How inauspicious that Ferguson should begin his essay with Winston Churchill, in full hyperbolic rhetorical finery ! The reader has access to David Reynolds ‘In Command of History’ , of 2005 ,that argues that Churchill wrote, and re-wrote, the History of WWII, without apology. Or Richard Toye’s ‘Churchill’s Empire: The World that Made Him and the World He Made’ of 2010. Churchill as committed, vociferous Imperialist, not forgetting a career defined by political opportunism. Ferguson is a fellow traveler of Churchill’s, in ultra-respectable Oxbridger drag!
Here is a link to a review of Ferguson’s ‘Colossus: The Price of America’s Empire.’ from the New York Times of July 25, 2004 By John Lewis Gaddis:
At 384 pages, ”Colossus” is one of Ferguson’s smaller books; but it is his most ambitious effort yet to connect historical analysis with what is happening in the world today. His thesis is simply stated: the United States is an empire, however much Americans might deny that fact; its record of accomplishment in this capacity is not very good; and it should learn from the experiences of earlier empires, notably that of Britain.
Both ”Colossus” and Ferguson’s previous book ”Empire” proceed from a controversial assumption for which he makes no apologies: it is that empires have as often been a force for progress as a source of oppression. Their history, he reminds us, goes back much farther than does that of the modern state — that fact alone provides reason to question politically correct claims that we live in a postimperial age. Nor should we want to, Ferguson argues, because empires are a time-tested method for imposing order and securing justice, qualities sadly lacking in the post-cold-war world. ”What is required,” he writes, ”is an agency capable of intervening . . . to contain epidemics, depose tyrants, end local wars and eradicate terrorist organizations.” The United Nations has long since demonstrated its inability to perform this task. That leaves only the United States, together with such coalitions of the willing as it can assemble.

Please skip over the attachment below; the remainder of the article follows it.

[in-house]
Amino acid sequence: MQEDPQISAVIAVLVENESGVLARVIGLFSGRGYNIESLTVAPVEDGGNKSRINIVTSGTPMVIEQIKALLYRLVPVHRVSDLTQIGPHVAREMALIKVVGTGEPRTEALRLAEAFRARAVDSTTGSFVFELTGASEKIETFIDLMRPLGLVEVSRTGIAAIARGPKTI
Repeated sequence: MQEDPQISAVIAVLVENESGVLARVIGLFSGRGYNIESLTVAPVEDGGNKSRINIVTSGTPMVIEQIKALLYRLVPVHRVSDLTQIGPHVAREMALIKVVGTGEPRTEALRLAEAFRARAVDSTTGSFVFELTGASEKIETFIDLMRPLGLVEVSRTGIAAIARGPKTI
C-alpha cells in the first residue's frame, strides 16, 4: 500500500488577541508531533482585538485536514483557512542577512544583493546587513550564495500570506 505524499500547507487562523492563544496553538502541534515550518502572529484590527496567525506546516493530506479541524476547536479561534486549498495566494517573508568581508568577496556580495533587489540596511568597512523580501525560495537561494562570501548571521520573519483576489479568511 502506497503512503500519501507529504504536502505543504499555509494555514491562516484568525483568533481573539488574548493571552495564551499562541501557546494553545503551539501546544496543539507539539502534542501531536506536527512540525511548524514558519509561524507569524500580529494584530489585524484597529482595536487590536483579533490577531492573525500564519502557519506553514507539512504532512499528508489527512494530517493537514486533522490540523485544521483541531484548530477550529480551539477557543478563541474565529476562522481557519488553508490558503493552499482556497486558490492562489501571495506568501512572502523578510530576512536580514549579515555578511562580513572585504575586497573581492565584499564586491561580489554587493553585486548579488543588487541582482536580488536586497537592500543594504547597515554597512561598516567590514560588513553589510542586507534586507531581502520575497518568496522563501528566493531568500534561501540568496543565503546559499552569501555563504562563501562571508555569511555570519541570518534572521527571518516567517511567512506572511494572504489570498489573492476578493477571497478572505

That Americans have the power to run such a ”liberal empire” Ferguson does not doubt: they have been doing something like this for decades. They have, however, been ”surprisingly inept” in their interventions, which are ”often short-lived and their results ephemeral.” This has happened, he complains, because they ”lack the imperial cast of mind.” Americans fail to train their youth to manage their empire. They resist annexation, preferring ”that foreigners . . . Americanize themselves without the need for formal rule.” They are more into consumption than conquest: ”They would rather build shopping malls than nations. They crave for themselves protracted old age and dread, even for other Americans who have volunteered for military service, untimely death in battle.”
At nearly 3200 words Mr. Ferguson’s essay is a crowded field of Historical Players: Britain, in its various rhetorical permutations, takes three large paragraphs. A comparison between America and Britain takes up six more paragraphs. Then notorious Neo-Liberal Larry Summers enters predicting ‘inflationary dangers’. Austerity is the lingua franca of Neo-Liberals, even in the face of the 2008 Economic Collapse, and the Obama ill-fated Simpson-Bowles, named ‘The National Commission on Fiscal Responsibility and Reform’! Churchill, Hitler, Mussolini, Imperial Japan, Fiji, Gambia, Guiana, Vancouver – the Ferguson Juggernaut is just gathering speed as the readers patience ebbs!
Luckily? for the reader she comes to a section titled ‘Power is Relative’, two paragraphs begin this part of the essay:
A relative decline compared with other countries is another point of resemblance. According to estimates by the economic historian Angus Maddison, the British economy by the 1930s had been overtaken in terms of output by not only America’s (as early as 1872), but also Germany’s (in 1898 and again, after the disastrous years of war, hyperinflation and slump, in 1935) and the Soviet Union (in 1930). True, the British Empire as a whole had a bigger economy than the United Kingdom, especially if the Dominions are included—perhaps twice as large. But the American economy was even larger and remained more than double the size of Britain’s, despite the more severe impact of the Great Depression in the United States.